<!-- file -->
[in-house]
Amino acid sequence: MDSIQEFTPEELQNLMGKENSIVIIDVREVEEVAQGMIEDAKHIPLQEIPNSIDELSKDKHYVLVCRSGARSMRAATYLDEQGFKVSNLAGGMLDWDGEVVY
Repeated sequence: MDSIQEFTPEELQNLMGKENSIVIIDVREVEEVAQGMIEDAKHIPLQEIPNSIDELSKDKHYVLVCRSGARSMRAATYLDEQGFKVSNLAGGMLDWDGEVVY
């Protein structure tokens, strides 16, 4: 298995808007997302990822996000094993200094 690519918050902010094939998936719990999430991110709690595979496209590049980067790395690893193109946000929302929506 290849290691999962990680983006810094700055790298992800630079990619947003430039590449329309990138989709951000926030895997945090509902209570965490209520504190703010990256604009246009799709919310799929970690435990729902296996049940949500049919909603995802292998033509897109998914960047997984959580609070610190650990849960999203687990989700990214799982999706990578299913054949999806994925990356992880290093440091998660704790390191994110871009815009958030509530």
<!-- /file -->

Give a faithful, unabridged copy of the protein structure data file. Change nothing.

[in-house]
Amino acid sequence: MDSIQEFTPEELQNLMGKENSIVIIDVREVEEVAQGMIEDAKHIPLQEIPNSIDELSKDKHYVLVCRSGARSMRAATYLDEQGFKVSNLAGGMLDWDGEVVY
Repeated sequence: MDSIQEFTPEELQNLMGKENSIVIIDVREVEEVAQGMIEDAKHIPLQEIPNSIDELSKDKHYVLVCRSGARSMRAATYLDEQGFKVSNLAGGMLDWDGEVVY
């Protein structure tokens, strides 16, 4: 298995808007997302990822996000094993200094 690519918050902010094939998936719990999430991110709690595979496209590049980067790395690893193109946000929302929506 290849290691999962990680983006810094700055790298992800630079990619947003430039590449329309990138989709951000926030895997945090509902209570965490209520504190703010990256604009246009799709919310799929970690435990729902296996049940949500049919909603995802292998033509897109998914960047997984959580609070610190650990849960999203687990989700990214799982999706990578299913054949999806994925990356992880290093440091998660704790390191994110871009815009958030509530």